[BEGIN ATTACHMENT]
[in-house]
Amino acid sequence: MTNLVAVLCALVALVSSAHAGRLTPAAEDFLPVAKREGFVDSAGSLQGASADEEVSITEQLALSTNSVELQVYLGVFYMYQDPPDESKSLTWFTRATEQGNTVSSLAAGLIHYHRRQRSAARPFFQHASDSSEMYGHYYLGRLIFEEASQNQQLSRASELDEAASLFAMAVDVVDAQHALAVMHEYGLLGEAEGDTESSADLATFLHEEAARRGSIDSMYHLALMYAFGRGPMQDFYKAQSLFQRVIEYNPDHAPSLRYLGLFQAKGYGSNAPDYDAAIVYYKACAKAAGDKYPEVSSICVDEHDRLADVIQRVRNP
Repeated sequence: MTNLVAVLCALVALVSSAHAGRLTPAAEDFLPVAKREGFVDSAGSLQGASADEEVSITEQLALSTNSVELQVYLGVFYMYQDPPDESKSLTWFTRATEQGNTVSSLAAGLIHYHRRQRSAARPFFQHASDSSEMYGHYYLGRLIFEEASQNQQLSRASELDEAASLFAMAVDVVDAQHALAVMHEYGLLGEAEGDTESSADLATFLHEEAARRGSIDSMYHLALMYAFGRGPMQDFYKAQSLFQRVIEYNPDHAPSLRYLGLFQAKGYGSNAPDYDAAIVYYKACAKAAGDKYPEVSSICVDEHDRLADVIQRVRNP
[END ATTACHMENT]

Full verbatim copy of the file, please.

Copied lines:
[in-house]
Amino acid sequence: MTNLVAVLCALVALVSSAHAGRLTPAAEDFLPVAKREGFVDSAGSLQGASADEEVSITEQLALSTNSVELQVYLGVFYMYQDPPDESKSLTWFTRATEQGNTVSSLAAGLIHYHRRQRSAARPFFQHASDSSEMYGHYYLGRLIFEEASQNQQLSRASELDEAASLFAMAVDVVDAQHALAVMHEYGLLGEAEGDTESSADLATFLHEEAARRGSIDSMYHLALMYAFGRGPMQDFYKAQSLFQRVIEYNPDHAPSLRYLGLFQAKGYGSNAPDYDAAIVYYKACAKAAGDKYPEVSSICVDEHDRLADVIQRVRNP
Repeated sequence: MTNLVAVLCALVALVSSAHAGRLTPAAEDFLPVAKREGFVDSAGSLQGASADEEVSITEQLALSTNSVELQVYLGVFYMYQDPPDESKSLTWFTRATEQGNTVSSLAAGLIHYHRRQRSAARPFFQHASDSSEMYGHYYLGRLIFEEASQNQQLSRASELDEAASLFAMAVDVVDAQHALAVMHEYGLLGEAEGDTESSADLATFLHEEAARRGSIDSMYHLALMYAFGRGPMQDFYKAQSLFQRVIEYNPDHAPSLRYLGLFQAKGYGSNAPDYDAAIVYYKACAKAAGDKYPEVSSICVDEHDRLADVIQRVRNP